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Valladas H.,French Climate and Environment Sciences Laboratory | Kaltnecker E.,French Climate and Environment Sciences Laboratory | Quiles A.,French Climate and Environment Sciences Laboratory | Tisnerat-Laborde N.,French Climate and Environment Sciences Laboratory | And 13 more authors.
Radiocarbon | Year: 2013

The Laboratoire des Sciences du Climat et de l'Environnement (LSCE) research program on prehistoric art conducts chronological studies of parietal representations with their associated archaeological context. This multidisciplinary approach provides chronological arguments about the creation period of parietal representations. This article presents chronological investigations carried out in several decorated caves in France (La Grande Grotte, Labastide, Lascaux, La Tête-du- Lion, Villars) and Spain (La Garma, Nerja, La Pileta, Urdiales). Several types of organic materials, collected from different areas of the caves close to the walls and in connection with parietal art, were dated to determine the periods of human presence in the cave, a presence that may have been related to artistic activities. These new radiocarbon results range from 33,000- 29,000 (La Grande Grotte) to 16,000-14,000 cal BP (Urdiales). © 2013 by the Arizona Board of Regents on behalf of the University of Arizona.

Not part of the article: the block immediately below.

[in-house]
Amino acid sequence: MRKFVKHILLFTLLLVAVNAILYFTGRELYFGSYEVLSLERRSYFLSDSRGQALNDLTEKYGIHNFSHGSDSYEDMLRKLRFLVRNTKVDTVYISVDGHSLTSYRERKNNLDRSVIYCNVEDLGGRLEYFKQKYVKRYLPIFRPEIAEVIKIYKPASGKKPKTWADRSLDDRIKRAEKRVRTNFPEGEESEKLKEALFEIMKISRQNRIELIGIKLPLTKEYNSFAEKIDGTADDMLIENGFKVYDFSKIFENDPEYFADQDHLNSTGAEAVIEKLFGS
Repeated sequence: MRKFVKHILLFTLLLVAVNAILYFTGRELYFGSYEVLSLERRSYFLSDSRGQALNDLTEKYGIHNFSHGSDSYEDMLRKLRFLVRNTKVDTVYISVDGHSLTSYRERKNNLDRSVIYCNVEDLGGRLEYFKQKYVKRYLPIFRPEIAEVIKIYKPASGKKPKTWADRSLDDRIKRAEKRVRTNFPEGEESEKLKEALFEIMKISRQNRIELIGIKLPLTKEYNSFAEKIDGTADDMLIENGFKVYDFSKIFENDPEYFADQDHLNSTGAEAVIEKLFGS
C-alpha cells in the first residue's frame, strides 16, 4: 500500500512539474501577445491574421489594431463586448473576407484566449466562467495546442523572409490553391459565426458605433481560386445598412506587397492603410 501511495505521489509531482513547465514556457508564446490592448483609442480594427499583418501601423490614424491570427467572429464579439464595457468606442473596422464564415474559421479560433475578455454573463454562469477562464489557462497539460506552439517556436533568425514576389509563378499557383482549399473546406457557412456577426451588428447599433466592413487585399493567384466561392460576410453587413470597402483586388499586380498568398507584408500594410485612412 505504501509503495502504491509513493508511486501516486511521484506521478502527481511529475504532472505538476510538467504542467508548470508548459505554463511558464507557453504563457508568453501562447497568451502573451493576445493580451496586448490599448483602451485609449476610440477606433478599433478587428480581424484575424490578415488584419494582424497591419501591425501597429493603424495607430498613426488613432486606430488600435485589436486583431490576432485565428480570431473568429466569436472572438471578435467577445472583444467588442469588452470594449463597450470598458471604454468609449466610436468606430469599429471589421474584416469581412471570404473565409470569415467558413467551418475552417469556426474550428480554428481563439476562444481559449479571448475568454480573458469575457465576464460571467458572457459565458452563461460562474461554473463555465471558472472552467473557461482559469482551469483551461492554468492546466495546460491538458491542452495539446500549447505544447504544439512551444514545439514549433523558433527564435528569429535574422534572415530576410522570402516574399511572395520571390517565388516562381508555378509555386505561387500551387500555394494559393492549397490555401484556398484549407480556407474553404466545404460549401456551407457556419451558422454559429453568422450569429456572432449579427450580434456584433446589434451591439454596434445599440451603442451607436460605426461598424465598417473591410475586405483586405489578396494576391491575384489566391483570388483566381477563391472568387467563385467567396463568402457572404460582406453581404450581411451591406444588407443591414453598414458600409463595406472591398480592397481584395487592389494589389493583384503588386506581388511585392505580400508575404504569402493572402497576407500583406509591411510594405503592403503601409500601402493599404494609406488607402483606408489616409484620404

Bourdier C.,University Toulouse 2 Jean Jaures | Fuentes O.,Center dInterpretation du Roc aux Sorciers | Pincon G.,Center National Of Prehistoire
Digital Applications in Archaeology and Cultural Heritage | Year: 2015

The 3D technologies have become essential in our researches on the Middle Magdalenian rock carving (18,500-17,000 cal. BP), complementary to the other traditional analytic tools. They play a noticeable role in our stylistic studies: the superimpositions of volumes and not only shapes make the form comparisons all the more accurate that margins of difference can be calculated. On the one hand, clarifying the degree of similarity between two carvings brings more data to the problem of the author(s) of the carvings, and thus it questions notions hardly tackled in prehistoric archaeology: the individual and the short time. These form comparisons prove to be very useful for other archaeological problems. Used for shape identification, they help for a better interpretation of the fragmentary representations and, beyond, for a more precise modelling of the chronological evolution of the parietal assemblages. © 2015 Elsevier Ltd. All rights reserved.


Genty D.,CEA Saclay Nuclear Research Center | Konik S.,Center National Of Prehistoire | Valladas H.,CEA Saclay Nuclear Research Center | Blamart D.,CEA Saclay Nuclear Research Center | And 7 more authors.
Radiocarbon | Year: 2011